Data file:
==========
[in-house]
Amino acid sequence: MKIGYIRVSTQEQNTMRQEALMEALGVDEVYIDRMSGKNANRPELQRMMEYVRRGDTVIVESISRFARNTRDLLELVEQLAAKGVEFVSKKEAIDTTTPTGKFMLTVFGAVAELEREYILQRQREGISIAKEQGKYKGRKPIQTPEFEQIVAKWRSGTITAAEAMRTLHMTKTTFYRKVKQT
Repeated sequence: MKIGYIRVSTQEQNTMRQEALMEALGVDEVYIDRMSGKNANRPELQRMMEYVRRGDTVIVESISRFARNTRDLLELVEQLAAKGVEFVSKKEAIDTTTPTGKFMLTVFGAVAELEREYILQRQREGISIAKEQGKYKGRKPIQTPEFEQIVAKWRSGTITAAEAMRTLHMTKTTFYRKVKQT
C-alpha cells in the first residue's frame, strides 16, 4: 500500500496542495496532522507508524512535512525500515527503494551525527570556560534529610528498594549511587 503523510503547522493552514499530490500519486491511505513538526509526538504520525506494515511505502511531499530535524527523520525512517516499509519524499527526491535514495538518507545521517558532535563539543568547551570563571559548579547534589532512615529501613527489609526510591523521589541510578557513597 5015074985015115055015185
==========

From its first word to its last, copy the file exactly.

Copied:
[in-house]
Amino acid sequence: MKIGYIRVSTQEQNTMRQEALMEALGVDEVYIDRMSGKNANRPELQRMMEYVRRGDTVIVESISRFARNTRDLLELVEQLAAKGVEFVSKKEAIDTTTPTGKFMLTVFGAVAELEREYILQRQREGISIAKEQGKYKGRKPIQTPEFEQIVAKWRSGTITAAEAMRTLHMTKTTFYRKVKQT
Repeated sequence: MKIGYIRVSTQEQNTMRQEALMEALGVDEVYIDRMSGKNANRPELQRMMEYVRRGDTVIVESISRFARNTRDLLELVEQLAAKGVEFVSKKEAIDTTTPTGKFMLTVFGAVAELEREYILQRQREGISIAKEQGKYKGRKPIQTPEFEQIVAKWRSGTITAAEAMRTLHMTKTTFYRKVKQT
C-alpha cells in the first residue's frame, strides 16, 4: 500500500496542495496532522507508524512535512525500515527503494551525527570556560534529610528498594549511587 503523510503547522493552514499530490500519486491511505513538526509526538504520525506494515511505502511531499530535524527523520525512517516499509519524499527526491535514495538518507545521517558532535563539543568547551570563571559548579547534589532512615529501613527489609526510591523521589541510578557513597 5015074985015115055015185